How about CO and smoke detectors for that hallway?
    .

    Yes, smokes are required by the state on every floor and in the vestibule, as well as CO and smoke detectors in the units. No CO required in common spaces, nor even the utility room.
  • Jells
    Jells Member Posts: 419
    Thanks @JUGHNE. Years ago heating guys installed a sprinkler in one of these WH closets as part of the work, and it seemed like a great idea. Maybe it wasn't. But the head was on an active feed line, not a dead end. I'd have to see if there's lead free heads even available.
  • JUGHNE
    JUGHNE Member Posts: 9,721
    There are/were residential systems, 13R ??, that use the domestic water lines in the building so I would imagine there are LF heads available for those.

    IDK, you might want a higher temp than usual for that closet.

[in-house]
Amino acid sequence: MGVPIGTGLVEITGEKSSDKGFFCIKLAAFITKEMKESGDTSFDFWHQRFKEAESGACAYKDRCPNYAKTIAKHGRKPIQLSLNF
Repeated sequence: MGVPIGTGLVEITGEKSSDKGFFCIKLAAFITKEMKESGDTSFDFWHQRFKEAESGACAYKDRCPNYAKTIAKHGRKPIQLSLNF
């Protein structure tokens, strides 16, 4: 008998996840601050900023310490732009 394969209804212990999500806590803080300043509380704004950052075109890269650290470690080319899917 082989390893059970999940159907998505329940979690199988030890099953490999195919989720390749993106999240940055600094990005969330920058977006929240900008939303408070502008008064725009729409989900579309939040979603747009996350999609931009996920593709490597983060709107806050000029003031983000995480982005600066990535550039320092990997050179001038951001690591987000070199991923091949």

• mattmia2
    mattmia2 Member Posts: 5,279
    edited May 14
    The code says something like parts of the system carrying water for human consumption so there is an argument to be made that sprinkler piping and hose bibs and maybe even hot water piping are not required to be lead free.

    but stagnant water is an issue. i know I saw some heads that were flow through at some point to prevent them from being a dead end of the system.
  • JUGHNE
    JUGHNE Member Posts: 9,721
    edited May 15
    In a full commercial system there are dead ends all over.

    I think the concern for residential domestic is to not have a dead end to a sprinkler that is connected to the potable water.
    Just as any abandoned branch of some length should be disconnected from the CW system.

    I believe it is thought that with water flow and pressure changes the dead end stagnant water could get pulled into the active portion of the piping.

    Think Legionnaires Disease.
  • hot_rod
    hot_rod Member Posts: 16,118
    Uponor has been selling the AquaSafe combined plumbing/ sprinkler for years, they must have NSF listed heads?
    Bob "hot rod" Rohr
    trainer for Caleffi NA
    Living the hydronic dream
  • hot_rod